Bohannon teaches Badgers teammates Princeton offense

In advance of the Wisconsin Badgers' NCAA tournament opener against the American Eagles, who run the Princeton offense, redshirt senior Zach Bohannon started teaching the Badgers the intricacies of the system that he knew from his Air Force days.

Before transferring to Wisconsin, redshirt senior Zach Bohannon ran the Princeton offense for two years at Air Force and he's teaching his Badgers teammates how to defend it.

Mary Langenfeld / USA TODAY Sports

MADISON, Wis. -- The NCAA tournament selection show was barely in the rearview mirror Sunday night when Wisconsin forward Zach Bohannon received a text message from an old basketball buddy. While the Badgers scrambled for information on upcoming first-round opponent American, Bohannon had acquired a useful early tidbit that immediately sent him to work.

American, he learned, ran the Princeton offense -- which happens to be the exact same offense Bohannon ran for two years at Air Force, before he transferred to Wisconsin. And so Bohannon, a redshirt senior, gathered the entire Badgers scout team and many of the starters into the gym for 20 to 30 minutes, trying to explain the intricacies of a system he knew so well.

"I think their heads were spinning even after that long," he said.

No. 2 seed Wisconsin (26-7) plays No. 15 seed American (20-12) at 11:40 a.m. CT Thursday in the NCAA tournament West Region opener in Milwaukee. The Eagles exclusively run the Princeton offense, which head coach Mike Brennan learned as a player at Princeton in the early 1990s. And it isn't easy to defend or run -- particularly in a matter of days -- which is why Bohannon's experience is proving so useful.

During Monday's practice, for example, Bohannon was the most vocal of the scout team members, constantly instructing players trying to run the Princeton offense. He spoke with point guard Jordan Hill during the very first 5-on-5 drill against the regular rotation players. Later, he directed forward Vitto Brown on proper court placement.

The Princeton offense requires a high level of discipline for defenders because of constant movement, backdoor cuts, and screens all over the court. And the offense is equally difficult to learn, according to Bohannon.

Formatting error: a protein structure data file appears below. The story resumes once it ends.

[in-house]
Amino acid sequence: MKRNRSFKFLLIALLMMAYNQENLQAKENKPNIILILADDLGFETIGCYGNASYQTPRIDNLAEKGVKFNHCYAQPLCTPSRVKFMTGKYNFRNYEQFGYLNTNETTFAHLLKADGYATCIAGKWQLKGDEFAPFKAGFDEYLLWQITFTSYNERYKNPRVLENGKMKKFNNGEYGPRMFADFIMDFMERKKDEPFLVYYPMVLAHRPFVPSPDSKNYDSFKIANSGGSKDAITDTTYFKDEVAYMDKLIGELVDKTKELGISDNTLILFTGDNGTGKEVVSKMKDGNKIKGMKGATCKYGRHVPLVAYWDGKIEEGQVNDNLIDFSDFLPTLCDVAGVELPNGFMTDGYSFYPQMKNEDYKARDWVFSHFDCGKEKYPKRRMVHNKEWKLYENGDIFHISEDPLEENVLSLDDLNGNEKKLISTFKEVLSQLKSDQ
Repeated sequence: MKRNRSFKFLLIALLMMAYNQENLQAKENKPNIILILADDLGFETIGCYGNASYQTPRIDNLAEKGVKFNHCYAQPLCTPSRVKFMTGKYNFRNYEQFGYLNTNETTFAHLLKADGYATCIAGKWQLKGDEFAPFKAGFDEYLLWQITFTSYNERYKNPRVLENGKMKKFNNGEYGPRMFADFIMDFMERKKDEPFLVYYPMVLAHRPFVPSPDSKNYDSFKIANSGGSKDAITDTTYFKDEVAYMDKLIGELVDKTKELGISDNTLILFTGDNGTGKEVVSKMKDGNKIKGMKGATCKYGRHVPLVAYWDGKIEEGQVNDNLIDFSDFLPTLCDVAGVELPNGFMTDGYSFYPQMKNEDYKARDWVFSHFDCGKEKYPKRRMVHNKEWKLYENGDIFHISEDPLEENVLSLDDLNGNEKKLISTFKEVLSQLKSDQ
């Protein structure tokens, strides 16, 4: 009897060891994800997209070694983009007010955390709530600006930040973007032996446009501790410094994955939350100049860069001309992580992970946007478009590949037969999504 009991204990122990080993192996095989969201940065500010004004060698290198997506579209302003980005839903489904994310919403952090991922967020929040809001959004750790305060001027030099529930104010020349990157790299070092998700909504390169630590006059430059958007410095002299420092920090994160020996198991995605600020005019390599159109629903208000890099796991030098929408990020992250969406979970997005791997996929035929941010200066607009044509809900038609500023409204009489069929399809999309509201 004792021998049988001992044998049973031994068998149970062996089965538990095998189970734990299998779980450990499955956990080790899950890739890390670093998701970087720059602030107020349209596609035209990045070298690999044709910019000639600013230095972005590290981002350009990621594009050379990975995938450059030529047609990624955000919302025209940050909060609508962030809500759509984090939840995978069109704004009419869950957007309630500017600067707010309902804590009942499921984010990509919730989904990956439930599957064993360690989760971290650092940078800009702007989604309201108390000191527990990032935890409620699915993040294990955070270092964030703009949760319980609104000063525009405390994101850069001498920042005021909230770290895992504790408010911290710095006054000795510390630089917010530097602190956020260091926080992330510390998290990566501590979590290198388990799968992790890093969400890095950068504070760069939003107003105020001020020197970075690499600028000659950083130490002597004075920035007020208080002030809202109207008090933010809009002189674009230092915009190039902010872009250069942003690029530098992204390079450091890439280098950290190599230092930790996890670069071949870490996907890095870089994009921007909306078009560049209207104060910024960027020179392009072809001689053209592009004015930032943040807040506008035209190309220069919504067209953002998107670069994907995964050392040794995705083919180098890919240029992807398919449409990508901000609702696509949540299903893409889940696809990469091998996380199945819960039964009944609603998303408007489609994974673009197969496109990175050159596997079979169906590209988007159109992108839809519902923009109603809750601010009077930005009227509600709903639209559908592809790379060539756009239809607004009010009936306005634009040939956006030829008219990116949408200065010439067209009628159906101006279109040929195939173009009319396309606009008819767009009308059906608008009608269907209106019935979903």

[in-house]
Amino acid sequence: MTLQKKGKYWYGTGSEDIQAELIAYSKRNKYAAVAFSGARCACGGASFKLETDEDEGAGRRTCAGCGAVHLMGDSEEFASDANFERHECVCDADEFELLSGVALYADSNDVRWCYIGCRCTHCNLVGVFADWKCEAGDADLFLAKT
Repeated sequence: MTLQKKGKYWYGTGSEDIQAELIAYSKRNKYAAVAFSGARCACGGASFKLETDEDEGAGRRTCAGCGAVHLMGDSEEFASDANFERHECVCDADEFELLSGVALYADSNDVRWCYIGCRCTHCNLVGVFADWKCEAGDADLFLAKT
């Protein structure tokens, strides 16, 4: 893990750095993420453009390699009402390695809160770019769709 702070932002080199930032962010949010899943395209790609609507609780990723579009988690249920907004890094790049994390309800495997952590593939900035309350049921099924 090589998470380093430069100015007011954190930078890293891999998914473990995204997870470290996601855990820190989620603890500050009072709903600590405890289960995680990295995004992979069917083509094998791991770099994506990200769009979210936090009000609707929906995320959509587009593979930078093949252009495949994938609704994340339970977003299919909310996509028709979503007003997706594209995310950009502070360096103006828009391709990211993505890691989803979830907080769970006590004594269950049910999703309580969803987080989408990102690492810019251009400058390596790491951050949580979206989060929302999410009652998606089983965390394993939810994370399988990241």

"It was one of the most frustrating times of basketball because it almost has to make you rethink on how to play the game of basketball because it's not the typical game of basketball that you'd normally play," Bohannon said. "I kind of had to re-learn a whole new system and get into this whole new mindset."

So, just how difficult is it to learn? Bohannon, one of the most intelligent players on the team, broke it down after Monday's practice.

"By the end of the season, like at this time of the year, the true Princeton system has about 100 to 150 different sets intermingled into one complex system of continuous flow," Bohannon said. "It's one set, and then each set after that has four different options. From that piece, it has another four different options. So it just exponentially gets more complicated, especially as the season gets going."

Fortunately for Wisconsin, many of the Badgers' players are at least somewhat familiar with the style. Former Northwestern coach Bill Carmody ran the Princeton offense for 13 years until he was fired after last season. And Wisconsin sophomore Sam Dekker said the team installed parts of the Princeton offense the summer before his freshman season so players could run a different offense outside of the swing.

Dekker said he understood the level of focus required to beat the Princeton offense.

"That's the type of team that can run you for 31 seconds on the shot clock, and you'll play good D, and then you raise up or you lose focus for one split second, and they take advantage of it," Dekker said. "Against teams like that, you've got to always stay alert and stay patient on the defensive end. Just take each possession one at a time. If you get tired guarding it, you'll get subbed and you'll get right back in. So staying focused and staying ready against a team that runs the Princeton very well like this is what the key will be."

American will be playing in its first NCAA tournament since 2009 and has four players that average double figures in scoring. Badgers assistant coach Greg Gard, who is in charge of scouting American, noted Eagles 6-foot-10 center Tony Wroblicky was among the team's best passers, which helped spread the scoring around even more.

Brennan, in his first year at American, said he adopted the Princeton offense because it was what he knew best, and it was the best possible way to share the ball among the players he inherited.

"I liked all the pieces that we had," Brennon told by phone Monday. "Tony Wroblicky, our senior, has done an awesome job of picking up what we've asked of him. All these guys have. I'm impressed with their work ethic and how quickly they've embraced and picked up everything that we've asked of them."

Bohannon said Wisconsin had been successful in years past defending the Princeton offense under coach Bo Ryan because Ryan focused on three basic principles to "dumb down" the defense. Chief among the principles was avoiding getting beat on backdoor cuts.

With two days remaining before the NCAA tournament opener, both Bohannon and Gard are trying to push as much information as they can into the Badgers' heads. And Bohannon, who initially came to Wisconsin hoping to be a basketball coach but is now pondering a political career, is enjoying every minute.

Gard noted Bohannon already had taught him pieces to the Princeton offense that he hadn't learned in his first 12 years at Wisconsin.

"If he doesn't become president," Gard said, "I think he'll be a pretty good coach if he decides to do that and give up his life as a politician."

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